“Don’t worry about being successful but work toward being significant and the success will naturally follow.” – Oprah Winfrey
When you think of successful women, Oprah Winfrey is (or should be) somewhere near the top of the list. Consider a few of her accomplishments:
– The Oprah Winfrey Show, nationally syndicated for 25 years, is the highest-rated talk show in history.
– She’s the richest living African-American, with a net worth of nearly $3 billion.
– She’s donated over $300 million to various causes (she’s considered the greatest black philanthropist in American history by many).
– She is the only black multi-billionaire in North America.
– She’s a 2013 recipient of the Presidential Medal of Freedom; the highest civilian award of the United States.
– She has honorary Doctorate degrees from two Ivy League Schools: Harvard and Yale.
So, yeah, Oprah has accomplished pretty much everything. It’s natural, then, that we commence a “woman and success” article featuring the great businesswoman, philanthropist, and overall tremendous human being.
What makes Oprah’s success so astounding is her early lot in life; by rising above circumstances that few others are capable of. She was immediately at a disadvantage, being born into poverty to a single mother in the deep south. Winfrey was a victim of sexual molestation during her childhood and adolescent years, becoming pregnant at the age of 14. Tragically, her son died in infancy.
This article, no matter how well-deserved, is not about Ms. Winfrey. Well, not by intent, as Oprah contributed to many of the tenets of success listed below. Instead, this article is about rules of success applicable to women.
We present 6 simple rules of success for women to follow:
1. Understand the next right move
This advice isn’t the same type of rhetoric too often spewed by “motivational speakers” or their ilk. Instead, to “understand the next right move” is allowing your mind to become still without consideration to what or what doesn’t “need” to be done.
Oprah says something poignant in this regard: “Make the next right move, and the next right move, because you know that your life is bigger than that one moment.”
Forget about trying to accomplish what others think you “should,” choosing instead to follow your heart and intuition.
2. Successful people prepare for the “moment to come.”
Regardless of what may have been perceived as an obstacle in life, we all have the capability to drive on – and to forget the misfortunes of the past. Those who believe in destiny will brush aside life’s obstructions and ultimately move onward.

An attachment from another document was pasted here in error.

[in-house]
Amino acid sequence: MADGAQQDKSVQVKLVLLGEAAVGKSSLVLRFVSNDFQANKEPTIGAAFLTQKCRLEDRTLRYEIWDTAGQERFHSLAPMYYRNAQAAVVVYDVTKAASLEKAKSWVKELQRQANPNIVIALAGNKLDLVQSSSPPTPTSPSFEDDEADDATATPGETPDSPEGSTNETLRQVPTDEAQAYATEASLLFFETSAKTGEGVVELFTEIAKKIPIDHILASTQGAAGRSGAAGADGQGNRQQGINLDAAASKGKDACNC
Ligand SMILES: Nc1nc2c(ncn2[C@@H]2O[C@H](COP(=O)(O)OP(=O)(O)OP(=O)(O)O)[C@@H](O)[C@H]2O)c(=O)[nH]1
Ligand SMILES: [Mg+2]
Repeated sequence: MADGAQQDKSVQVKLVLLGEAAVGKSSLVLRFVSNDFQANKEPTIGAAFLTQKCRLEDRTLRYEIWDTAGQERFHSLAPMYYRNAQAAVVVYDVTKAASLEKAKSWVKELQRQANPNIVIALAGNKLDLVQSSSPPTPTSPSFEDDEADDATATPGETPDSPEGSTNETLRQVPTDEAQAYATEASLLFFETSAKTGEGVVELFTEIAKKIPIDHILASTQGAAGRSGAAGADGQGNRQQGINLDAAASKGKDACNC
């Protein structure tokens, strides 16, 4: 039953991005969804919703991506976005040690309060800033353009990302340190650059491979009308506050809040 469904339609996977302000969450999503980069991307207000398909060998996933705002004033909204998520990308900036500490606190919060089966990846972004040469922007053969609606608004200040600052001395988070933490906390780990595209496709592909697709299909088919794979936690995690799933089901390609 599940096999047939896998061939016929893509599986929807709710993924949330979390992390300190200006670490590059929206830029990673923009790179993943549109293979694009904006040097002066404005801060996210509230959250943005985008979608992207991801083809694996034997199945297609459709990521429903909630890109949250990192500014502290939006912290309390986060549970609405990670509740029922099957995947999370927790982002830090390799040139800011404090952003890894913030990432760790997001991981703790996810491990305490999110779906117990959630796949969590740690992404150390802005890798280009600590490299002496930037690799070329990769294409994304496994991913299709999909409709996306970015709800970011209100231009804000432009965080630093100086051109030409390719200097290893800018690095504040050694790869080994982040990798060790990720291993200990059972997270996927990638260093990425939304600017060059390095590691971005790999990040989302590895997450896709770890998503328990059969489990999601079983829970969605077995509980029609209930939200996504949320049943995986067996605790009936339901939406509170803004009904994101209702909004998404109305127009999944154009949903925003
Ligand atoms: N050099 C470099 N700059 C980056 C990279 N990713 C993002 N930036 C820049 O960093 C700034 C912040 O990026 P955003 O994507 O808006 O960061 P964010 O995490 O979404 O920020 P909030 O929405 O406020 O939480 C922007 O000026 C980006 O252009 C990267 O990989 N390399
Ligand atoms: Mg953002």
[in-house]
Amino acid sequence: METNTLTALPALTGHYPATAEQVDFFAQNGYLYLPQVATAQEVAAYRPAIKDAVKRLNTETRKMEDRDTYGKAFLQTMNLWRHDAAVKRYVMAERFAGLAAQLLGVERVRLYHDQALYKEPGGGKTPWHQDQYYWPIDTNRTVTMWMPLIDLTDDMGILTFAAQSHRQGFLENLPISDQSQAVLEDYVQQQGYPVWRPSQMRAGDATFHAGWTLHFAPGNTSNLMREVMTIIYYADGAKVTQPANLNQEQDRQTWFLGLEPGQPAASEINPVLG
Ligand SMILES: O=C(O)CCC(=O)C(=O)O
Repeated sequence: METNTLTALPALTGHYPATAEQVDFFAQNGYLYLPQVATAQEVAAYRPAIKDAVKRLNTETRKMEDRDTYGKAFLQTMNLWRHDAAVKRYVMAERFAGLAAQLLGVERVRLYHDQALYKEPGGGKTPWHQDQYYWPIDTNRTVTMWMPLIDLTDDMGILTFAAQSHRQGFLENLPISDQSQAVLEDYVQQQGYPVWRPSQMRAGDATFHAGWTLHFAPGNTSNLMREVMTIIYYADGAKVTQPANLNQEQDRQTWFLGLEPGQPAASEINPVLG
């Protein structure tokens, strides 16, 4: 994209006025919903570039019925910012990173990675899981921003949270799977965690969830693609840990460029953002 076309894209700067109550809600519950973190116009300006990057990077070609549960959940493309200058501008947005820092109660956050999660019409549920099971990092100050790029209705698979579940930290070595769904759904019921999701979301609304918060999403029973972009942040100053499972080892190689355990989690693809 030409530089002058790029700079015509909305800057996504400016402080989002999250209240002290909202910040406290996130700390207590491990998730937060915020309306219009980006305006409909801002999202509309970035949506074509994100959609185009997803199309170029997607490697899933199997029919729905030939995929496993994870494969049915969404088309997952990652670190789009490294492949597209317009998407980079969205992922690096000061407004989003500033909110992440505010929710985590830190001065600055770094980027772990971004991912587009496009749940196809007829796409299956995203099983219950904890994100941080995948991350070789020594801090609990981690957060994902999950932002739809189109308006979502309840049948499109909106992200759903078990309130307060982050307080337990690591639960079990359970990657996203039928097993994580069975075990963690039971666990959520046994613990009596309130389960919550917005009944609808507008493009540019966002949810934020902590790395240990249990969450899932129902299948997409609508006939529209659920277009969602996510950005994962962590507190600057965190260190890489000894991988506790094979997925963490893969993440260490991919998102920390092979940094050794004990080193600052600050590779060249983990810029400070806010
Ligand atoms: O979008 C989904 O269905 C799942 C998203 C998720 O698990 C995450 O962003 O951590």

Things that have happened in your life – good or bad – have prepared you for exactly what you need to be at the exact moment you’re experiencing.
“Planning” is an anomaly to this method of thought. “Consciousness” and awareness are preparatory advantages; not strategy or meticulousness.
3. Forget your mistakes.
Sincerely…forget every mistake you’ve ever made. Your future is not – and never will be – defined by your past. Don’t limit your capabilities simply because of some mistake. Everyone makes them. It’s how you choose to respond to said mistakes that determine success or failure.
Don’t hold grudges, and don’t give up your power. You’re better than that…and only you decide what transpires.
4. Align your personality and gifts with a real purpose
We see it every day, whether we realize it or not; people that have succumbed to the pressure within themselves, society, family, etc. in order to settle for a “normal” way of life (e.g. ” a job”) for which they were never suited for.
Forget that type of bologna. Nobody will ever, ever, bring forth a persona and set of abilities that match your own. Empower yourself, follow your passion, forget “predestination” while allowing things to unfold as they may.
5. Overlook limitations
As far as we’ve come as a society, women are (sadly) not perceived as “capable” as men. Think about this for a second – and realize how dark and disgusting this fact is: We’ve had 45 U.S. Presidents – and not one has been a woman.
Successful women cannot – and will not – be restrained by any perceived “weakness” or limitation; they refuse to be a “subject” to such conspicuous disenfranchisement. Ursula Burns, another powerful African-American and the CEO of Xerox, put it this way: